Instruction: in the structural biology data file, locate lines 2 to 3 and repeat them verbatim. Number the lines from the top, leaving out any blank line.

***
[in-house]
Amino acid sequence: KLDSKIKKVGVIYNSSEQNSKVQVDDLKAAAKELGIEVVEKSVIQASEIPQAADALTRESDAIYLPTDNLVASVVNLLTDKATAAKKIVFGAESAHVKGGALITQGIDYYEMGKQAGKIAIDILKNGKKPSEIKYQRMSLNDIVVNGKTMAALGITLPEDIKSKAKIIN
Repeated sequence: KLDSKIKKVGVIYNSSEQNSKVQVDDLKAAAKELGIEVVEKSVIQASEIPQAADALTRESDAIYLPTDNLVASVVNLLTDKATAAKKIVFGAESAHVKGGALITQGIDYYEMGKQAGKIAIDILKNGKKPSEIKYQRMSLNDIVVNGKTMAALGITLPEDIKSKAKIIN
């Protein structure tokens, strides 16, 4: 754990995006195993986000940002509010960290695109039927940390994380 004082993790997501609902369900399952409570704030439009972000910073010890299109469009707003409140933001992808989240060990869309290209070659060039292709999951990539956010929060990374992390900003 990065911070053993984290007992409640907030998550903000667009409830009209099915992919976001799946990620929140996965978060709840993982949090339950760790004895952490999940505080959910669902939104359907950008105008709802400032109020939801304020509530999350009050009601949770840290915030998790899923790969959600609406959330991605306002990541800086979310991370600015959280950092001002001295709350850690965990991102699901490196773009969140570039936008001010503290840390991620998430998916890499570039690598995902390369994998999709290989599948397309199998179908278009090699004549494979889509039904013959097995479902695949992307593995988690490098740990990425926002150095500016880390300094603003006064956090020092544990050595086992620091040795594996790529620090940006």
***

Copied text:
Amino acid sequence: KLDSKIKKVGVIYNSSEQNSKVQVDDLKAAAKELGIEVVEKSVIQASEIPQAADALTRESDAIYLPTDNLVASVVNLLTDKATAAKKIVFGAESAHVKGGALITQGIDYYEMGKQAGKIAIDILKNGKKPSEIKYQRMSLNDIVVNGKTMAALGITLPEDIKSKAKIIN
Repeated sequence: KLDSKIKKVGVIYNSSEQNSKVQVDDLKAAAKELGIEVVEKSVIQASEIPQAADALTRESDAIYLPTDNLVASVVNLLTDKATAAKKIVFGAESAHVKGGALITQGIDYYEMGKQAGKIAIDILKNGKKPSEIKYQRMSLNDIVVNGKTMAALGITLPEDIKSKAKIIN